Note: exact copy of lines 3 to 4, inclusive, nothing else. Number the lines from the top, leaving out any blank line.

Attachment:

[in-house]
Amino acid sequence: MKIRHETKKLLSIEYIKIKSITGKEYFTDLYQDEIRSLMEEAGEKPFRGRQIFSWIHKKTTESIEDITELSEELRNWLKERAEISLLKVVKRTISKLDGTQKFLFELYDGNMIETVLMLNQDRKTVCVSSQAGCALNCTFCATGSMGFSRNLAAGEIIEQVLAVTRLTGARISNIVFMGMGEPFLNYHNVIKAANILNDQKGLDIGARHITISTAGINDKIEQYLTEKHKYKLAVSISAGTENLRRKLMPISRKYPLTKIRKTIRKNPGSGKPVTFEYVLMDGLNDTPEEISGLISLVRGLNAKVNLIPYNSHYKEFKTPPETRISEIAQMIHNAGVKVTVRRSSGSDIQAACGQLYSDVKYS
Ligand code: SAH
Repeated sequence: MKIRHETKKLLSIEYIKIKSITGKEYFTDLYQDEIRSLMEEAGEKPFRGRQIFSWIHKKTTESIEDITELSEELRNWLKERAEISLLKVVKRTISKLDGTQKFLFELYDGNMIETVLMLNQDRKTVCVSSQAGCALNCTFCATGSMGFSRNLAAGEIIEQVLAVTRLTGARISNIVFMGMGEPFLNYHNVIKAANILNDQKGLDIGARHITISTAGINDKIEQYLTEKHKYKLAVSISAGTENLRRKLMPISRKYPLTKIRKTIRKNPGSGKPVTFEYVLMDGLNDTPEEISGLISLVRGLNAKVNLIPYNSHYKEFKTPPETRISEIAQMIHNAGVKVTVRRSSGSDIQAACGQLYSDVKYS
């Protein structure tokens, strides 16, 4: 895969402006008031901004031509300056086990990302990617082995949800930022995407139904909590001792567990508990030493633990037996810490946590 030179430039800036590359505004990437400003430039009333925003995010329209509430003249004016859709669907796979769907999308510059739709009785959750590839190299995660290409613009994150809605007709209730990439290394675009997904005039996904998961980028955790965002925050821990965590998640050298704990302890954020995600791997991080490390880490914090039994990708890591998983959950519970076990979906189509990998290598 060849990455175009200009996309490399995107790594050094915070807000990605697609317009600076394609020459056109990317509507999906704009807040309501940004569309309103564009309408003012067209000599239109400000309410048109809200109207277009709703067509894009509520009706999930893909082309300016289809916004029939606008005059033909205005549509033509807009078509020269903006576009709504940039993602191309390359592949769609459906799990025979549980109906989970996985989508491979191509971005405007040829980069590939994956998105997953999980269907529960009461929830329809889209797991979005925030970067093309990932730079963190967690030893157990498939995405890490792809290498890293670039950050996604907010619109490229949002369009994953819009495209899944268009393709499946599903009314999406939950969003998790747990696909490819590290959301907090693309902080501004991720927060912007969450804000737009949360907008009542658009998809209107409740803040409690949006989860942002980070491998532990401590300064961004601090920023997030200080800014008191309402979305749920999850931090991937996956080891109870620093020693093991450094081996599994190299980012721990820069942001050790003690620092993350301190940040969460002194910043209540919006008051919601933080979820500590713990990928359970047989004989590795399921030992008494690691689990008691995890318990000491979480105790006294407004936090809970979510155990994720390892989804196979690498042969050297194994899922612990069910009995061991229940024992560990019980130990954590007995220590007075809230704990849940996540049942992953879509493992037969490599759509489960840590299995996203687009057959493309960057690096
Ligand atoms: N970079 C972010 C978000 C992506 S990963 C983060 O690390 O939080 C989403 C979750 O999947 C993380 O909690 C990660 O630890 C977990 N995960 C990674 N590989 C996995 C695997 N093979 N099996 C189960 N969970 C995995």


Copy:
Ligand code: SAH
Repeated sequence: MKIRHETKKLLSIEYIKIKSITGKEYFTDLYQDEIRSLMEEAGEKPFRGRQIFSWIHKKTTESIEDITELSEELRNWLKERAEISLLKVVKRTISKLDGTQKFLFELYDGNMIETVLMLNQDRKTVCVSSQAGCALNCTFCATGSMGFSRNLAAGEIIEQVLAVTRLTGARISNIVFMGMGEPFLNYHNVIKAANILNDQKGLDIGARHITISTAGINDKIEQYLTEKHKYKLAVSISAGTENLRRKLMPISRKYPLTKIRKTIRKNPGSGKPVTFEYVLMDGLNDTPEEISGLISLVRGLNAKVNLIPYNSHYKEFKTPPETRISEIAQMIHNAGVKVTVRRSSGSDIQAACGQLYSDVKYS